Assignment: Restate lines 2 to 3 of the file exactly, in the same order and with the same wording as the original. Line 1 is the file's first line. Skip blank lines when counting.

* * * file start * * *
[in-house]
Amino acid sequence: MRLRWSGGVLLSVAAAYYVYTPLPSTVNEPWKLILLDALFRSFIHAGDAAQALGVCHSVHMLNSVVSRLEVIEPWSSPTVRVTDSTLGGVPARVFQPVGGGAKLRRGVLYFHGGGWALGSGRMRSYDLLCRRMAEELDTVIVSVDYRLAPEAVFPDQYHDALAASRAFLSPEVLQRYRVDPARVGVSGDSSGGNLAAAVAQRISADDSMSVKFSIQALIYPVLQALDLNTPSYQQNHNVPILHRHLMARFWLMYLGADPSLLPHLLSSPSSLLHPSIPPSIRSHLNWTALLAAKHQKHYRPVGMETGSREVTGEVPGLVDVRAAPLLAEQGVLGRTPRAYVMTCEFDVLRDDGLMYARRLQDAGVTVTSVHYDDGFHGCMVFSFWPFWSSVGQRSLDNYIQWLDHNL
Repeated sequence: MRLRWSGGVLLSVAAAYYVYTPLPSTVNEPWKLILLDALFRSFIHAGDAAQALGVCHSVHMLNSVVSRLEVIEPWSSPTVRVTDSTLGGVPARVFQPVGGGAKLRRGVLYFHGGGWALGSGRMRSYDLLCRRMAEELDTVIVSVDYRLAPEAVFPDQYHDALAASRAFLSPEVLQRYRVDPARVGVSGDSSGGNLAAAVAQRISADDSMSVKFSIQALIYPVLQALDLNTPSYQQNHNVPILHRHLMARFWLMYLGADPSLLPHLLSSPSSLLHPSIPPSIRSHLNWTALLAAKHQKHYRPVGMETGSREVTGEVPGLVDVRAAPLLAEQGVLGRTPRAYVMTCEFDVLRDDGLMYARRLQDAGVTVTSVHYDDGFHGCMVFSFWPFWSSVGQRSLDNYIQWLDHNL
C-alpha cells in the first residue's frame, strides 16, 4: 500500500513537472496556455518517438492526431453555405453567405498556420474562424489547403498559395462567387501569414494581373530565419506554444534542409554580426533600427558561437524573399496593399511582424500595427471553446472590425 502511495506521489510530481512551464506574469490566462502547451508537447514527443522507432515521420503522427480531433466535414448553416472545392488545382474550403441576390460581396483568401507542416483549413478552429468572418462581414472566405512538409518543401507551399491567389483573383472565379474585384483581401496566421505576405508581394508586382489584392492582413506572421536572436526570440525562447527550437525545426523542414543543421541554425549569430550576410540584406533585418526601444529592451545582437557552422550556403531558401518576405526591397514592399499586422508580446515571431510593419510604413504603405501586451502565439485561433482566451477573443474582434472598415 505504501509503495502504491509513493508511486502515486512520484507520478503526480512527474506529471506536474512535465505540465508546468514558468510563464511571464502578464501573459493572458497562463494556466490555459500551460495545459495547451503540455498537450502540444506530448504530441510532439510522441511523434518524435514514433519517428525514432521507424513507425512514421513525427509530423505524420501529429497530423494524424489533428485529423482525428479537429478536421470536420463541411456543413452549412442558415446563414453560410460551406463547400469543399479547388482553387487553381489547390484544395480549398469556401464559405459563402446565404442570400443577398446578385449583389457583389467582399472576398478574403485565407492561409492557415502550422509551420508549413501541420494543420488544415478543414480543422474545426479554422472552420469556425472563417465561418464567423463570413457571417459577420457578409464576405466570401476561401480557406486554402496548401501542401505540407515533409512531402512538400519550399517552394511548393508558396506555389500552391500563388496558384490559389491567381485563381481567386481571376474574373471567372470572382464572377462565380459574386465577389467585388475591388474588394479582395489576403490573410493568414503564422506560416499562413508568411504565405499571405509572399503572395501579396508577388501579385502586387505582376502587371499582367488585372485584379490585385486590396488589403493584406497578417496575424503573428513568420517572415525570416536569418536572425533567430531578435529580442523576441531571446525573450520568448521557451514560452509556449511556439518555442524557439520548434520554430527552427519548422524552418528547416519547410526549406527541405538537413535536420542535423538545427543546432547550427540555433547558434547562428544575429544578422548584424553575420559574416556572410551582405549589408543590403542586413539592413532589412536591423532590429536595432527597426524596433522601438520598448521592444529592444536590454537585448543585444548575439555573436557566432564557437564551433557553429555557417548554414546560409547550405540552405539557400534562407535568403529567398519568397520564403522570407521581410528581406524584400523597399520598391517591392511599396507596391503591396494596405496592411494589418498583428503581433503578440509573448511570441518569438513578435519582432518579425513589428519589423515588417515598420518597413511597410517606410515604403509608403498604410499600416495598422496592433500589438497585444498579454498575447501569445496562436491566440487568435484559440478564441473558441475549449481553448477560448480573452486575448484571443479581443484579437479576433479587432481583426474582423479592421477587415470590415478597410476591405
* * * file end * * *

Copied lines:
Amino acid sequence: MRLRWSGGVLLSVAAAYYVYTPLPSTVNEPWKLILLDALFRSFIHAGDAAQALGVCHSVHMLNSVVSRLEVIEPWSSPTVRVTDSTLGGVPARVFQPVGGGAKLRRGVLYFHGGGWALGSGRMRSYDLLCRRMAEELDTVIVSVDYRLAPEAVFPDQYHDALAASRAFLSPEVLQRYRVDPARVGVSGDSSGGNLAAAVAQRISADDSMSVKFSIQALIYPVLQALDLNTPSYQQNHNVPILHRHLMARFWLMYLGADPSLLPHLLSSPSSLLHPSIPPSIRSHLNWTALLAAKHQKHYRPVGMETGSREVTGEVPGLVDVRAAPLLAEQGVLGRTPRAYVMTCEFDVLRDDGLMYARRLQDAGVTVTSVHYDDGFHGCMVFSFWPFWSSVGQRSLDNYIQWLDHNL
Repeated sequence: MRLRWSGGVLLSVAAAYYVYTPLPSTVNEPWKLILLDALFRSFIHAGDAAQALGVCHSVHMLNSVVSRLEVIEPWSSPTVRVTDSTLGGVPARVFQPVGGGAKLRRGVLYFHGGGWALGSGRMRSYDLLCRRMAEELDTVIVSVDYRLAPEAVFPDQYHDALAASRAFLSPEVLQRYRVDPARVGVSGDSSGGNLAAAVAQRISADDSMSVKFSIQALIYPVLQALDLNTPSYQQNHNVPILHRHLMARFWLMYLGADPSLLPHLLSSPSSLLHPSIPPSIRSHLNWTALLAAKHQKHYRPVGMETGSREVTGEVPGLVDVRAAPLLAEQGVLGRTPRAYVMTCEFDVLRDDGLMYARRLQDAGVTVTSVHYDDGFHGCMVFSFWPFWSSVGQRSLDNYIQWLDHNL